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Talagunda is a village in the Shikaripuramarker taluk of Shimoga districtmarker in the state of Karnatakamarker, Indiamarker. Many inscriptions found here have provided insights into the rise of the Kadamba dynasty.


Talagunda was earlier known as Sthanagundur and it was an agrahara (a place of religious learning). This is the earliest known agrahara found in Karnatakamarker. An inscription found at Talagunda indicates that 32 Brahmins were relocated from a place called Ahichchatra to Sthanagundur by Mukanna (or Trinetra), thereby creating an agrahara. Mukanna was an ancestor of Mayurasharma, the founder of the Kadamba dynasty. Education was imparted at Talagunda for eight centuries and the subjects that were taught included vedas, vedanta, grammar and philosophy. The Kannada language was taught at primary level and clothing and food was provided to the students and teachers.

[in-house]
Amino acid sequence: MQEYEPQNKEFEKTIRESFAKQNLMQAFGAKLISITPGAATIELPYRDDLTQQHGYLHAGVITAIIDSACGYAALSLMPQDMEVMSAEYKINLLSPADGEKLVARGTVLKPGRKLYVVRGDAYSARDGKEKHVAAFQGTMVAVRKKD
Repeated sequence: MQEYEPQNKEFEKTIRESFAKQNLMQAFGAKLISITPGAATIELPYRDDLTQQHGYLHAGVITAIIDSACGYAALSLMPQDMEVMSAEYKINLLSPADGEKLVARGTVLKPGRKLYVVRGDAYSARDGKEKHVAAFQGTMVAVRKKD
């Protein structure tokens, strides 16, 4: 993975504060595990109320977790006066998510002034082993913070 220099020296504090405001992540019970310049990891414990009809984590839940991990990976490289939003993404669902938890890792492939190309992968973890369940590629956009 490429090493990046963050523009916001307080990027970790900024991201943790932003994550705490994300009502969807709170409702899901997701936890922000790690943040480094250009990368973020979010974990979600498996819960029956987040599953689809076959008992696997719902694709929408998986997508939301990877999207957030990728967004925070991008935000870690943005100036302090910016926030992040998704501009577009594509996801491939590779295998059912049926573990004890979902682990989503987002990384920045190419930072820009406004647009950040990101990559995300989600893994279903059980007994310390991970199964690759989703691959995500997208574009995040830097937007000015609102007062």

A temple dedicated to Pranaveshwara (Hindu God Shiva) is located in Talagunda. Next to it is located a stone slab containing inscriptions. In front of it is a pillar containing inscriptions in Sanskrit. The pillar inscriptions were written in the mid 5th century CE during the reign of Santivarma (the great-grandson of Mayurasharma). The author of this inscription was Kubja, the court-poet of Santivarma. He engraved the inscriptions himself to prevent any other engraver from committing mistakes.
Kubja, describes these inscriptions as a kavya thus:
The inscriptions indicate that Mayurasharma, native of Talagunda, was accomplished in vaidika and went to the Pallava capital, Kanchipurammarker to study scriptures, accompanied by his guru and grandfather Veerasharama. There, having been humiliated by a Pallava guard (horseman), in a rage Mayurasharma gave up his Brahminic studies and took to the sword to avenge his insult. The inscription vividly describes the event thus:
 The inscriptions thus describe Kadambas as Brahmins turned conquerors and praise Brahmins as "Gods on earth, and speakers of Sama, Rig and Yajur Vedas". The Kadamba lineage is described as descending from a three-sage line in the Hariti pravara and belonging to the Manavya gothra.


  1. B. L. Rice, p482
  2. Sheldon Pollock, p116
  3. D. C. Sircar, p86
  4. Kamath (2001), pp. 30–31
  5. Ramesh (1984), p6
  6. Federico Squarcini, p98


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